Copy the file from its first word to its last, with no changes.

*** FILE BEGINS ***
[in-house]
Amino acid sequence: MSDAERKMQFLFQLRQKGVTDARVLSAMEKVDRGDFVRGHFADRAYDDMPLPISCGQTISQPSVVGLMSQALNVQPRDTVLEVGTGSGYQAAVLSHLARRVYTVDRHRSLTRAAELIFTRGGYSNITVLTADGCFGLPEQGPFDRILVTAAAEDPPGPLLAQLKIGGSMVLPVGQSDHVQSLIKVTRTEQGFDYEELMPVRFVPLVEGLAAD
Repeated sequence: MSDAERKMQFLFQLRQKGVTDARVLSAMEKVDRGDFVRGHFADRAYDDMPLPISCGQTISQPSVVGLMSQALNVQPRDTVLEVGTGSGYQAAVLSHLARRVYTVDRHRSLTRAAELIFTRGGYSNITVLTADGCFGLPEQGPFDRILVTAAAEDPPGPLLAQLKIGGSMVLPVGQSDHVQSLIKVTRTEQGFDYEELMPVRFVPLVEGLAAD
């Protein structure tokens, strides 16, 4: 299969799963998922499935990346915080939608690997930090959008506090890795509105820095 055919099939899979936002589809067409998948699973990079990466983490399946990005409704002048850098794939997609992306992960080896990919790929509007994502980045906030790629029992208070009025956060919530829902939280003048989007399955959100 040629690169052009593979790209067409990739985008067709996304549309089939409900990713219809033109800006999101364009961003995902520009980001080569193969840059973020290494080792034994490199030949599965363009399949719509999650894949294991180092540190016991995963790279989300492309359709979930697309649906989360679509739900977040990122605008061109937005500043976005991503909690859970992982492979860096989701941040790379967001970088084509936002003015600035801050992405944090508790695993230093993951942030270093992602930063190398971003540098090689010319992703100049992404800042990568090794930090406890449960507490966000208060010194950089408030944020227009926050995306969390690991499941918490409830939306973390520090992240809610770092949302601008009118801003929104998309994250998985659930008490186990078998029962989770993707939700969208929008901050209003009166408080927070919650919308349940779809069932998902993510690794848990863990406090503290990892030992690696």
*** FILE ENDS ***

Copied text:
[in-house]
Amino acid sequence: MSDAERKMQFLFQLRQKGVTDARVLSAMEKVDRGDFVRGHFADRAYDDMPLPISCGQTISQPSVVGLMSQALNVQPRDTVLEVGTGSGYQAAVLSHLARRVYTVDRHRSLTRAAELIFTRGGYSNITVLTADGCFGLPEQGPFDRILVTAAAEDPPGPLLAQLKIGGSMVLPVGQSDHVQSLIKVTRTEQGFDYEELMPVRFVPLVEGLAAD
Repeated sequence: MSDAERKMQFLFQLRQKGVTDARVLSAMEKVDRGDFVRGHFADRAYDDMPLPISCGQTISQPSVVGLMSQALNVQPRDTVLEVGTGSGYQAAVLSHLARRVYTVDRHRSLTRAAELIFTRGGYSNITVLTADGCFGLPEQGPFDRILVTAAAEDPPGPLLAQLKIGGSMVLPVGQSDHVQSLIKVTRTEQGFDYEELMPVRFVPLVEGLAAD
């Protein structure tokens, strides 16, 4: 299969799963998922499935990346915080939608690997930090959008506090890795509105820095 055919099939899979936002589809067409998948699973990079990466983490399946990005409704002048850098794939997609992306992960080896990919790929509007994502980045906030790629029992208070009025956060919530829902939280003048989007399955959100 040629690169052009593979790209067409990739985008067709996304549309089939409900990713219809033109800006999101364009961003995902520009980001080569193969840059973020290494080792034994490199030949599965363009399949719509999650894949294991180092540190016991995963790279989300492309359709979930697309649906989360679509739900977040990122605008061109937005500043976005991503909690859970992982492979860096989701941040790379967001970088084509936002003015600035801050992405944090508790695993230093993951942030270093992602930063190398971003540098090689010319992703100049992404800042990568090794930090406890449960507490966000208060010194950089408030944020227009926050995306969390690991499941918490409830939306973390520090992240809610770092949302601008009118801003929104998309994250998985659930008490186990078998029962989770993707939700969208929008901050209003009166408080927070919650919308349940779809069932998902993510690794848990863990406090503290990892030992690696």